In 1967, Cleaver was invited to a special dinner for James Bald­win, who had just returned from Turkey, and he in turn invited me. When we arrived, Cleaver and Baldwin walked into each other, and the giant, six-foot-three-inch Cleaver bent down and engaged in a long, passionate french kiss with the tiny (barely five feet) Baldwin. I was astounded at Cleaver’s behavior because it so graphically contra­dicted his scathing written attack on Baldwin’s homosexuality in his article "Notes on a Native Son." I later expressed my surprise to Cleaver, who pleaded that I not relay this incident to anyone. I did not understand then but now realize that Baldwin ("The Native Son"), who had neither written nor uttered a word in response to Cleaver’s acid literary criticism, had finally spoken. Using nonverbal communication, he dramatically exposed Cleaver’s internal contra­diction and "tragic flaw"; in effect, he had said: "If a woman kissed Cleaver she would be kissing another woman, and if a man kissed Cleaver he would be kissing another man."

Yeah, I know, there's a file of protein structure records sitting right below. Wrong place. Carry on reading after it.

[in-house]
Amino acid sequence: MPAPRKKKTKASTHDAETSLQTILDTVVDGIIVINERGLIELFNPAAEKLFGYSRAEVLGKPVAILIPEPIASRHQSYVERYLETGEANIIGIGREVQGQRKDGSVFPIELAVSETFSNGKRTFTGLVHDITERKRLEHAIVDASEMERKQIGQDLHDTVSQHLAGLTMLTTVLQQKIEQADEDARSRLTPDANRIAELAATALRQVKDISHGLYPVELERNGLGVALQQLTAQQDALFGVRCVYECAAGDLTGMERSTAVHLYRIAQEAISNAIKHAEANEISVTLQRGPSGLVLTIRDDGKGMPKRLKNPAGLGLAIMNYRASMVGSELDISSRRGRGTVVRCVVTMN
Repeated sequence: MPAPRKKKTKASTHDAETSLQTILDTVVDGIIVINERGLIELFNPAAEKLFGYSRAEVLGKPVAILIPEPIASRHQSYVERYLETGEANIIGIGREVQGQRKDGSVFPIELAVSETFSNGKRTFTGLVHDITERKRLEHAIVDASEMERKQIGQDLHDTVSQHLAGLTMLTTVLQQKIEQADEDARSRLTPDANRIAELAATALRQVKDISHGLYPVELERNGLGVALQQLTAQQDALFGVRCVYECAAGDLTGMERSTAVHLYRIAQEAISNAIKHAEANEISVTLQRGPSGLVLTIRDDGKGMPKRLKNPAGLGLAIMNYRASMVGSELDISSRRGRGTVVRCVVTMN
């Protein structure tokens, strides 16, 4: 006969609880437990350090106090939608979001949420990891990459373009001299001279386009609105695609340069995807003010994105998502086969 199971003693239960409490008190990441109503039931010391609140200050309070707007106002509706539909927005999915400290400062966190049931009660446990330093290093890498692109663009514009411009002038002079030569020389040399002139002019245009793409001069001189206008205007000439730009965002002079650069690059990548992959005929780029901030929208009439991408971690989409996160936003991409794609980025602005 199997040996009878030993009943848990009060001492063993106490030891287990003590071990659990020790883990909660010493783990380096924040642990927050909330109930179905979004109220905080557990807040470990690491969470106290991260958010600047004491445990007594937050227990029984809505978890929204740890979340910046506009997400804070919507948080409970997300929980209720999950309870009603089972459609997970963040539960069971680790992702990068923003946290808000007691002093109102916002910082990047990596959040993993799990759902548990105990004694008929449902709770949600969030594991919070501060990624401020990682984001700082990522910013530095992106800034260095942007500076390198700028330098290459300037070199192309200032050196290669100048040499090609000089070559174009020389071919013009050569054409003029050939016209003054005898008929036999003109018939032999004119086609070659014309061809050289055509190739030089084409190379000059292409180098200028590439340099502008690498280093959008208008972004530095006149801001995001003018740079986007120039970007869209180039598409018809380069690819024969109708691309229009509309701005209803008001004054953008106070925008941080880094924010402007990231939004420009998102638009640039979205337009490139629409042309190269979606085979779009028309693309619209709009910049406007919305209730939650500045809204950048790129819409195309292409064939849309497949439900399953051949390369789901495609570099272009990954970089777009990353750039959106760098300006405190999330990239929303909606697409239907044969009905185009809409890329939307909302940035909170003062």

In Soul on Ice Cleaver quite accurately explains that "self-hatred takes many forms; sometimes it can be detected by no one, not by the keenest observer, not by the self-hater himself, not by his most inti­mate friend." Baldwin, in Cleaver’s eyes, is a "self-hater" and a "ho­mosexual." Cleaver states: "I, for one, do not think homosexuality is the latest advance over heterosexuality on the scale of human evolu­tion. Homosexuality is a sickness, just as are baby-rape or wanting to become the head of General Motors."5 Cleaver forgets to mention that Baldwin makes no attempt to conceal his homosexuality and thereby escapes the problems of the repressed homosexual.